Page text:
Albert J. Kirshen, MD, MSc, FRCPC, FACP,
Certificate of Special Competence in Geriatric Medicine Assistant Professor--
Geriatric Medicine, University of Toronto, ON
Program Director--Palliative Care, Baycrest Centre for Geriatric Care, Toronto, ON, Academic Program Coordinator--The Temmy Latner Centre for Palliative Care, Mount Sinai Hospital, Toronto, ON.
Imagine a 92-year-old cognitively impaired woman tied into a chair with a lap belt. This woman lives in her own home and is assisted with all activities of daily living by her devoted daughter. To her daughter, this woman looks as if she is in pain and has trouble with breathing and constipation. Her daughter can't convince the physician, who never visits, the nurse, who visits once a month, or her own husband that mum has problems and she can't get any effective help in dealing with these issues.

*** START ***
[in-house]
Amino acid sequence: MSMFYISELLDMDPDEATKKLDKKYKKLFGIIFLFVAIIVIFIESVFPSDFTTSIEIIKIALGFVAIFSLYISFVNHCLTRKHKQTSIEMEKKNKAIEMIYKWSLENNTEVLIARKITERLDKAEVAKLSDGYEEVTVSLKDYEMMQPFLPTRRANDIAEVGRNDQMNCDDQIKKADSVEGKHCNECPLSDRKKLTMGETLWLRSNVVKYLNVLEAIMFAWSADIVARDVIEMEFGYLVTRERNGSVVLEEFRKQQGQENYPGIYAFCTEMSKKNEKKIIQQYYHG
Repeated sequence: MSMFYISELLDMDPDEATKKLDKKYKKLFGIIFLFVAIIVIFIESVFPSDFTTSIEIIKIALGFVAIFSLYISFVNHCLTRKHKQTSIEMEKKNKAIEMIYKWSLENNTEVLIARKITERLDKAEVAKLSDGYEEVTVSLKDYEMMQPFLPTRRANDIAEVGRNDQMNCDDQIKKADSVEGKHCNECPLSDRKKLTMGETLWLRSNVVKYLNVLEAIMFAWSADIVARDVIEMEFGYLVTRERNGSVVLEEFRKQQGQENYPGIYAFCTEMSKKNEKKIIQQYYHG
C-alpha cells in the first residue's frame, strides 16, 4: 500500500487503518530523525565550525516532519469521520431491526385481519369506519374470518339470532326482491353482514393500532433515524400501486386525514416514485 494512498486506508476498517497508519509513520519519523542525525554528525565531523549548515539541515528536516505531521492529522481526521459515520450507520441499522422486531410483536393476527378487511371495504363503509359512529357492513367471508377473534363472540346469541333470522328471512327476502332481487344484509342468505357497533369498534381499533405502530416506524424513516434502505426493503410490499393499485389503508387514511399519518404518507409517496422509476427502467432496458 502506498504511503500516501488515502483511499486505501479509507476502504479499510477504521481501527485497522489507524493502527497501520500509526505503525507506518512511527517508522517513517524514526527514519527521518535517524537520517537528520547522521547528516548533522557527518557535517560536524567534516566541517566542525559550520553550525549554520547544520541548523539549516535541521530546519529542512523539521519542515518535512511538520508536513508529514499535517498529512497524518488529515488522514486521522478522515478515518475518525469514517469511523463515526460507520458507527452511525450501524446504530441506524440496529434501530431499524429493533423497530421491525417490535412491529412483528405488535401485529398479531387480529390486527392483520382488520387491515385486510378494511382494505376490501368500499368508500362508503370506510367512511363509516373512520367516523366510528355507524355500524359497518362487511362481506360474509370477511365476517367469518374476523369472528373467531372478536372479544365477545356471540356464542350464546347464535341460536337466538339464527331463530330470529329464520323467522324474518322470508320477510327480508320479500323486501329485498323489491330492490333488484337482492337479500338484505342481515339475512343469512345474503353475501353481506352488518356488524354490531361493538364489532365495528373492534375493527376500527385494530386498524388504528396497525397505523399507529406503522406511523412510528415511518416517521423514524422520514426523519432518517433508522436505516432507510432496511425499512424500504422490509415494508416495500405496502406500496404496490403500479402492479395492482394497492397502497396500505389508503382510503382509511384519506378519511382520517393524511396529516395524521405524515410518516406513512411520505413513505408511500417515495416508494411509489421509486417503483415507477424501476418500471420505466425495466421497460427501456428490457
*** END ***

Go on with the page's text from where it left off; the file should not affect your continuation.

Over a period of three months mum's appetite declines. She loses interest in playing rummy, listening to her grandchild sing, or watching the roses grow outside her window. Eventually she dies a withered death, impaled on her own feces.
This case could equally and as easily apply to someone younger, someone institutionalized, or even your relative. As we all know, significant parts of this situation--at the very least in keeping this senior comfortable--can be remedied.